Basic Comparison

There are several key differences in the way these two types of pumps function and operate.

The mechanical component of centrifugal pumps imparts velocity to the liquid, resulting in a pressure at the outlet. The pressure changes as flow varies, which drives performance. Efficiency decreases as viscosity increases due to frictional losses inside the pump.

On the other hand, positive displacement pumps capture a confined amount of liquid and transfer it from the suction to the discharge port. Flow remains constant under changing pressure.


Their individual qualities make each type of pump ideal for separate uses.

Centrifugal pump applications include air conditioning, boiler feed, irrigation, light fuel transfer, petrochemical, sea water transfer, water circulation, and general water supply.

Positive displacement pump applications include fuel, dewatering, lubrication oils, waste oils, hydraulics, and mediums containing high levels of solids.

The Pump Experts

Glauber Equipment Corporation will provide answers to any of your fluid and air flow questions. Our staff of highly trained engineers and mechanics offers efficient on-site and depot evaluation and repair services.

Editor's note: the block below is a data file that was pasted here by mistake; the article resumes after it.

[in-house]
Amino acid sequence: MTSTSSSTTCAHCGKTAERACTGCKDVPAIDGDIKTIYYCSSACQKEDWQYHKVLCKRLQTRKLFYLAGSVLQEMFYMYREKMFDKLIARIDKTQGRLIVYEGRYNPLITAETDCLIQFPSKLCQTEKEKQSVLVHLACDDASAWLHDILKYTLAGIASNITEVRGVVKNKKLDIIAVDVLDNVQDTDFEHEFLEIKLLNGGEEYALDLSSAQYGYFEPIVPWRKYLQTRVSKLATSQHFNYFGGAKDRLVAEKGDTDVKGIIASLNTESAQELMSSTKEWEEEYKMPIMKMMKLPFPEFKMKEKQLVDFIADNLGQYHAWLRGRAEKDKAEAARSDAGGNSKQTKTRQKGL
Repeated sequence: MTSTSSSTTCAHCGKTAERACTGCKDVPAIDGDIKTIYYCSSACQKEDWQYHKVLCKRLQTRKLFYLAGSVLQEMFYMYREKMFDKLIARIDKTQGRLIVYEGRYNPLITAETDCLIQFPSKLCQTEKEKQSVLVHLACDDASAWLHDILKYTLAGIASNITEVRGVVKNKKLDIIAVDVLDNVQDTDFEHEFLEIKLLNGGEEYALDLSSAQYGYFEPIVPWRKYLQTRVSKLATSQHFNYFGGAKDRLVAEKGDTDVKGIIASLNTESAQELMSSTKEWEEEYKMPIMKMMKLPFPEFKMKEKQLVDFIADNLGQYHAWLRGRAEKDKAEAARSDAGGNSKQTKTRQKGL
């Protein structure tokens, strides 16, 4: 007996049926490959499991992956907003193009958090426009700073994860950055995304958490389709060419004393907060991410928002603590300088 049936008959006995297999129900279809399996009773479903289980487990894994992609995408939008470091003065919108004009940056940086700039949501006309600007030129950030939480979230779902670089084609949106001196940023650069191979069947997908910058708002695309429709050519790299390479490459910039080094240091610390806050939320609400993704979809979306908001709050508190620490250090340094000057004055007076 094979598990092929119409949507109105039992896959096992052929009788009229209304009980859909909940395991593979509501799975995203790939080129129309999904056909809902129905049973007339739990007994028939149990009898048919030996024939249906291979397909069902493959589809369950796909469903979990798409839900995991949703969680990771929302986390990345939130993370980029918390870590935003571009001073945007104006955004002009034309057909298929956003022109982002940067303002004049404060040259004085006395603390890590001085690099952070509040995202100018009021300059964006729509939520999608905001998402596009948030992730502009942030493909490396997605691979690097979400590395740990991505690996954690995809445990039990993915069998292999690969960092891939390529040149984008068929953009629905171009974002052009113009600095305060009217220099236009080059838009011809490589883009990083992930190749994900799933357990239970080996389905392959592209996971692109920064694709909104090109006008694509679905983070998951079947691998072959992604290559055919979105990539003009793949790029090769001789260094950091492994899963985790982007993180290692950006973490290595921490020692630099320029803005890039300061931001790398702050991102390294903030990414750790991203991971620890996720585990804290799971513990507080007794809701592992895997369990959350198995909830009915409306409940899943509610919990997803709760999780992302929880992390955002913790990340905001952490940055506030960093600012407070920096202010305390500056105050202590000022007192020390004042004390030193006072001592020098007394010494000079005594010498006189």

Contact our experts today to find your next fluid and air flow solution.

To read more about an optimal pump configuration for your next fluid or air flow solution…

Download our newest eBook, Positive Displacement vs. Centrifugal Pumps: The Key Differences





Take a Look at Our Renewable Natural Gas Skid Systems

rng-skid-systemsRenewable Natural Gas (RNG) is a type of biogas obtained from the decomposition of organic matter. The primary sources of RNG include landfills, animal waste, and solid waste recovered from wastewater treatment processes. Once captured, the gas is processed to remove unwanted components such as carbon dioxide, hydrogen sulfide, and water.

Raw extracted RNG must undergo several processes before it can be sold to the consumer. The equipment necessary for processing RNG is typically contained in structural frame systems known as skids. These skids can include individual or multiple processes depending on the needs of the consumer; Regardless, it is essential to custom-design each skid to suit a facility’s unique processing and spatial requirements.